Perspectives: Hydropower as Art

I lack artistic ability, so I definitely admire and appreciate this talent in others. I had a friend in elementary school who could draw, it seems, without effort. I would just sit in awe and watch him draw all sorts of images, freehand. Even my stick figures are scarcely recognizable as representing people.

Naturally – given my interests in both art and hydroelectric generation – I was intrigued to learn about an art exhibit in Westminster, Md., entitled “Hydropower.” Micah Cash, a painter and photographer based in Charlotte, N.C., displayed a collection of his paintings and photographs of hydroelectric power facilities in September and October at McDaniel College in Westminster. His work “examines how land use, landscapes and their social histories influence cultural geography,” according to his website.

The paintings he exhibited are abstract in nature and are quite striking. They show 21 hydropower facilities: Barkley, Bear Creek, Chatuge, Cherokee, Chickamauga, Douglas, Fontana, Fort Loudoun, Guntersville, Hiwassee, Melton Hill, Nickajack, Norris, Ocoee #2, Pickwick Landing, Tellico, Tims Ford, Watauga, Watts Bar and Wheeler.

Why paint hydro facilities? As Cash explains on his website: “These paintings are informed by the large-scale landscape alteration of hydroelectric dam sites. They are reconstructed and synthesized landscapes of specific locations, rebuilt from memory. Impacted by my experience, the paintings are created to express how I remember these locations, particularly in response to the cultural and ecological compromises of the surrounding communities.”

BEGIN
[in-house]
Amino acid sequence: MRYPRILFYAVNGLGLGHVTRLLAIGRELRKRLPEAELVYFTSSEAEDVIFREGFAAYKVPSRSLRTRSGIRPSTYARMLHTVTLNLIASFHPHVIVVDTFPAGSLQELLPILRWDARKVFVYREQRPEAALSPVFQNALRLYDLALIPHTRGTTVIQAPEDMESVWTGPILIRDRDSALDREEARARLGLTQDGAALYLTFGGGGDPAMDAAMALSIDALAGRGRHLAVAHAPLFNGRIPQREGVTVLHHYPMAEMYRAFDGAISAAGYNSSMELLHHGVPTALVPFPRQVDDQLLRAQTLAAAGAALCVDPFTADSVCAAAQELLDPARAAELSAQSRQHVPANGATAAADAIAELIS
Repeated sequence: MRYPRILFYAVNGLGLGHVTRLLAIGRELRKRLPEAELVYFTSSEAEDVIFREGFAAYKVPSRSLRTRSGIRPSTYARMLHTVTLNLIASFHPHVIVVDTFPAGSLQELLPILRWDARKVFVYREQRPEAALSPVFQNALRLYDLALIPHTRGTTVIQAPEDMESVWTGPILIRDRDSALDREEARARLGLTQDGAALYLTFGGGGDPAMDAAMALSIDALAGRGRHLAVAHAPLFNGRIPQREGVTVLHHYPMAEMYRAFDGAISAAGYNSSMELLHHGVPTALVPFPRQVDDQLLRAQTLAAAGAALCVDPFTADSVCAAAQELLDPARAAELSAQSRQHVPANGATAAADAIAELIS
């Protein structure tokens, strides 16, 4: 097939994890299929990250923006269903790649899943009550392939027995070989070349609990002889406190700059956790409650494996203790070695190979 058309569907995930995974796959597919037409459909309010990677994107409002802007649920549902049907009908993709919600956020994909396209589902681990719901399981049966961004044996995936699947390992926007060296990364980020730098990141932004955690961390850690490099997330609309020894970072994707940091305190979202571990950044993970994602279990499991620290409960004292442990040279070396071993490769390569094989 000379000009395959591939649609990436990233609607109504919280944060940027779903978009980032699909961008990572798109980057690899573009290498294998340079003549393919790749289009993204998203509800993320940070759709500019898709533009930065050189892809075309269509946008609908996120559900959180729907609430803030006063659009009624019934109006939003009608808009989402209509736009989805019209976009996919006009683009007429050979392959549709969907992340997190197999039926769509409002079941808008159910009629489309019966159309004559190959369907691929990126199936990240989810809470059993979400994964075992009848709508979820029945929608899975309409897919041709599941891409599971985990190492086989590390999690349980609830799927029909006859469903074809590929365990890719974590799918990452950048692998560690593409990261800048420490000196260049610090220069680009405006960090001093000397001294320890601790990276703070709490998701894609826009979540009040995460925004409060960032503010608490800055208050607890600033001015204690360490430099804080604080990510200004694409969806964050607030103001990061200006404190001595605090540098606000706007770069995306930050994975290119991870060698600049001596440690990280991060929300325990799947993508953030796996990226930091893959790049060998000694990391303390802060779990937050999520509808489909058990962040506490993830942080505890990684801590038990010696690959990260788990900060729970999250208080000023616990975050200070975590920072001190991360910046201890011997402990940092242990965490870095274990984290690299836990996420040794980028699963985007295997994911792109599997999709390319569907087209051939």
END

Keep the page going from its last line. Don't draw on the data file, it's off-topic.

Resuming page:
The photographs exhibited are part of Cash’s Dangerous Waters collection, which documents the cultural shifts that have come since the Tennessee Valley Authority public works projects “altered the course of the American South.” A total of 22 facilities are shown in this collection: Apalachia, Blue Ridge, Boone, Chatuge, Chickamauga, Dogwood, Douglas, Fontana, Fort Loudon, Great Falls, Hiwassee, Kentucky, Melton Hill, Nickajack, Norris, Ocoee #2, Pickwick Landing, South Holston, Tellico, Tims Ford, Watauga and Wilson.

If you want to view these paintings or photographs, visit http://micahcash.com.

Learning about this exhibit prompted me to spend some time looking into other artists who may have used hydropower as an inspiration for their expressions. And I found a few:

  • Cool Globes was an exhibition of 120 sculpted globes, each 5 feet in diameter, along the lakefront in Chicago in 2007. Among these was a globe crafted by Aesop Rhim, titled Hydropower, that represented hydropower in the oceans, based on the movement of tides and waves.
  • In Edmonds, Wash., artist April Richardson teaches a class – Art in the Park at Rocky Reach Dam – that uses art to inform students about hydropower, nature, and local fish and wildlife.
  • Portland General Electric hosts an Art Jam at its hydroelectric facilities to “foster public appreciation of the rich historyof hydropower in the Pacific Northwest.” Dozens of artists create unique works that are subsequently displayed for the public.

I have visited many hydropower facilities over my 13 years of working on Hydro Review, and I can say they are all unique and beautiful. The photo on page 12, of the 1,872-MW Ludington pumped-storage plant in Michigan, is a perfect example of this unique beauty.

So show us your beautiful hydroelectric plants. Email me your best photos, paintings or even videos (elizabethi@pennwell.com), and in the future you may see them featured in the pages of Hydro Review.

Elizabeth Ingram
Managing Editor
elizabethi@pennwell.com

918-831-9175
@ElizabethIngra4

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